If you have seen the video of people trying to get on the train, I tell you, it’s 10 times worse in real life. Crossing the border was just as difficult as trying to get yourself into the train. The guards/officials prioritised whites, women, children. They just did what they felt was right and honestly, I didn’t have the strength to complain either. Like I said earlier, it was almost impossible to get across the Slovakian border and that was why I went to Hungary. It was also difficult and there were times I almost passed out due to lack of oxygen. I was lucky enough to get on the train at the Ukraine-Hungary border and getting into Hungary has been the best thing to happen to me these past few weeks. Everyone has different experiences, some still find it difficult to get through the border, it wasn’t easy for me as well but I got in and that’s all that matters.

I would say there are many Nigerians still stranded in Ukraine, especially those cities that are currently under attack. I have a classmate who is still stuck in Kyiv with three other people due to the bridge that was destroyed. There are lots of people who need help and they need to be evacuated as soon as possible. I don’t know much about other borders but more Nigerians are still coming into Hungary and I hope to see more people. Until everyone is saved, none is safe.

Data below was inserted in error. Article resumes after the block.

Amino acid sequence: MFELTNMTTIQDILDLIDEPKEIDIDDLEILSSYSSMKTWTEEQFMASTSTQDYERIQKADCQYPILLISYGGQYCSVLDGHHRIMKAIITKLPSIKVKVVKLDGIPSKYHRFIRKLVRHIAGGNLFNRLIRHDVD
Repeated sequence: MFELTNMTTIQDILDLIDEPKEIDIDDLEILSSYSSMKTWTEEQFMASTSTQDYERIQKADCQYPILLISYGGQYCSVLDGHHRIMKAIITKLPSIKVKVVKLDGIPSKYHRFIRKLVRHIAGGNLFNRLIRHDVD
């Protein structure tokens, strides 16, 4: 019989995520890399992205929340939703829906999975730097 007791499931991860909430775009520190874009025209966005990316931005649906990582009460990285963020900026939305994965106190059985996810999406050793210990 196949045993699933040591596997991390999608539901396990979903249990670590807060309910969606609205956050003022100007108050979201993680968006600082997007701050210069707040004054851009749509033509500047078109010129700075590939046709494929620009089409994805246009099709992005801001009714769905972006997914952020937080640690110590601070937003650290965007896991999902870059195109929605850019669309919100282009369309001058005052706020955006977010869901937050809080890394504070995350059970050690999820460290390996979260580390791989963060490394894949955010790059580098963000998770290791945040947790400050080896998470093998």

I would first commend the Nigerian Ambassador to Hungary for what she has done for us. I was beyond surprised to see the level of preparation made for us; they provided us with the basic things we needed and that meant so much. Buses were prepared for us and we had a smooth ride from the train station to Budapest. Hostels were already booked for us and we were able to have a peaceful night for the first time in many days. I was pleasantly surprised by how easy we had it in Hungary. If I’m to rate their response, it’s going to be 8.5/10. The remaining points would depend on how our evacuation back to our country is handled (laughs). However, in Hungary, it’s a job well done and I hope they can help those stranded in Ukraine as well. A lot of Nigerians really need help and I can’t imagine how hopeless they feel right now.